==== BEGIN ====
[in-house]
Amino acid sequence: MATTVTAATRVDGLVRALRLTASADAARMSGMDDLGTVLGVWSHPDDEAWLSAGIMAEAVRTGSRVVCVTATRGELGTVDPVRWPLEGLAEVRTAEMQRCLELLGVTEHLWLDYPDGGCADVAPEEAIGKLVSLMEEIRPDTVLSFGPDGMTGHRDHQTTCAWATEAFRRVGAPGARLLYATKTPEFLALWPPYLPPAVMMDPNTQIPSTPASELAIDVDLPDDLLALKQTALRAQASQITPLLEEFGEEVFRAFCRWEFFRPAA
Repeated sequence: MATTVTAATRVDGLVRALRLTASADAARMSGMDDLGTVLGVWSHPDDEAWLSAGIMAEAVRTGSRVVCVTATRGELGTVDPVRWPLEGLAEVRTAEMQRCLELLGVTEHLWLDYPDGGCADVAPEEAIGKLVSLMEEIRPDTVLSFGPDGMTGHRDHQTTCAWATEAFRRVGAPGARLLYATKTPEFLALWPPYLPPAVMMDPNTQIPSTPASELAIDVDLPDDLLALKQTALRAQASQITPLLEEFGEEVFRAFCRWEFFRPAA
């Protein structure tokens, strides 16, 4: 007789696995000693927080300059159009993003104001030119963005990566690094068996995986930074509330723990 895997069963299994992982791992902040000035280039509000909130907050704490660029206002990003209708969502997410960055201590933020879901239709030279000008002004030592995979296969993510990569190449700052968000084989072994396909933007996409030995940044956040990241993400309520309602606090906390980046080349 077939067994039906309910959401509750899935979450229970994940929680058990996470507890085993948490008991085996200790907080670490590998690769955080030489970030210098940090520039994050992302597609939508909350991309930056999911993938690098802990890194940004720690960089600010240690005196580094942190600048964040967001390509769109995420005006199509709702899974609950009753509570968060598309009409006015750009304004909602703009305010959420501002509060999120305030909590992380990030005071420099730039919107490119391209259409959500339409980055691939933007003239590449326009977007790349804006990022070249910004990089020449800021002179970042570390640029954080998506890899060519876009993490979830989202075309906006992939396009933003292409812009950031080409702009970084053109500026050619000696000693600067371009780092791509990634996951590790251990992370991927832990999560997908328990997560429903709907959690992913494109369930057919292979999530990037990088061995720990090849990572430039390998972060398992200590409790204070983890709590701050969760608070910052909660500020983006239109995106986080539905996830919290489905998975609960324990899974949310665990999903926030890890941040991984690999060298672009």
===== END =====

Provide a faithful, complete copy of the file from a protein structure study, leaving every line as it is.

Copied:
[in-house]
Amino acid sequence: MATTVTAATRVDGLVRALRLTASADAARMSGMDDLGTVLGVWSHPDDEAWLSAGIMAEAVRTGSRVVCVTATRGELGTVDPVRWPLEGLAEVRTAEMQRCLELLGVTEHLWLDYPDGGCADVAPEEAIGKLVSLMEEIRPDTVLSFGPDGMTGHRDHQTTCAWATEAFRRVGAPGARLLYATKTPEFLALWPPYLPPAVMMDPNTQIPSTPASELAIDVDLPDDLLALKQTALRAQASQITPLLEEFGEEVFRAFCRWEFFRPAA
Repeated sequence: MATTVTAATRVDGLVRALRLTASADAARMSGMDDLGTVLGVWSHPDDEAWLSAGIMAEAVRTGSRVVCVTATRGELGTVDPVRWPLEGLAEVRTAEMQRCLELLGVTEHLWLDYPDGGCADVAPEEAIGKLVSLMEEIRPDTVLSFGPDGMTGHRDHQTTCAWATEAFRRVGAPGARLLYATKTPEFLALWPPYLPPAVMMDPNTQIPSTPASELAIDVDLPDDLLALKQTALRAQASQITPLLEEFGEEVFRAFCRWEFFRPAA
């Protein structure tokens, strides 16, 4: 007789696995000693927080300059159009993003104001030119963005990566690094068996995986930074509330723990 895997069963299994992982791992902040000035280039509000909130907050704490660029206002990003209708969502997410960055201590933020879901239709030279000008002004030592995979296969993510990569190449700052968000084989072994396909933007996409030995940044956040990241993400309520309602606090906390980046080349 077939067994039906309910959401509750899935979450229970994940929680058990996470507890085993948490008991085996200790907080670490590998690769955080030489970030210098940090520039994050992302597609939508909350991309930056999911993938690098802990890194940004720690960089600010240690005196580094942190600048964040967001390509769109995420005006199509709702899974609950009753509570968060598309009409006015750009304004909602703009305010959420501002509060999120305030909590992380990030005071420099730039919107490119391209259409959500339409980055691939933007003239590449326009977007790349804006990022070249910004990089020449800021002179970042570390640029954080998506890899060519876009993490979830989202075309906006992939396009933003292409812009950031080409702009970084053109500026050619000696000693600067371009780092791509990634996951590790251990992370991927832990999560997908328990997560429903709907959690992913494109369930057919292979999530990037990088061995720990090849990572430039390998972060398992200590409790204070983890709590701050969760608070910052909660500020983006239109995106986080539905996830919290489905998975609960324990899974949310665990999903926030890890941040991984690999060298672009």